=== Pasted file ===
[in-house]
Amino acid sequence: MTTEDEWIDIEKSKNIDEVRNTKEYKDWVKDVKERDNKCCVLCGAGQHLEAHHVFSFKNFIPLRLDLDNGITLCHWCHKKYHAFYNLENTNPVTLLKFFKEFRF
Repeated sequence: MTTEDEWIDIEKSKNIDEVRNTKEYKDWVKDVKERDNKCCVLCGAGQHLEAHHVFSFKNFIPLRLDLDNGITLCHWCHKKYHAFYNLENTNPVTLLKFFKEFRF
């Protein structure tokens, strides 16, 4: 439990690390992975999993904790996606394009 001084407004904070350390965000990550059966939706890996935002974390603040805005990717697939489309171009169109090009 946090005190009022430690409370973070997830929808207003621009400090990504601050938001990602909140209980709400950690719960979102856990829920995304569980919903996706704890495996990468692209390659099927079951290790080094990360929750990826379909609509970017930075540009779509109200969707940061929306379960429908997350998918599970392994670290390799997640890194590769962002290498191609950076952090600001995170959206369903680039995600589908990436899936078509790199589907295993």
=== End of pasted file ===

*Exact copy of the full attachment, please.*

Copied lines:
[in-house]
Amino acid sequence: MTTEDEWIDIEKSKNIDEVRNTKEYKDWVKDVKERDNKCCVLCGAGQHLEAHHVFSFKNFIPLRLDLDNGITLCHWCHKKYHAFYNLENTNPVTLLKFFKEFRF
Repeated sequence: MTTEDEWIDIEKSKNIDEVRNTKEYKDWVKDVKERDNKCCVLCGAGQHLEAHHVFSFKNFIPLRLDLDNGITLCHWCHKKYHAFYNLENTNPVTLLKFFKEFRF
């Protein structure tokens, strides 16, 4: 439990690390992975999993904790996606394009 001084407004904070350390965000990550059966939706890996935002974390603040805005990717697939489309171009169109090009 946090005190009022430690409370973070997830929808207003621009400090990504601050938001990602909140209980709400950690719960979102856990829920995304569980919903996706704890495996990468692209390659099927079951290790080094990360929750990826379909609509970017930075540009779509109200969707940061929306379960429908997350998918599970392994670290390799997640890194590769962002290498191609950076952090600001995170959206369903680039995600589908990436899936078509790199589907295993």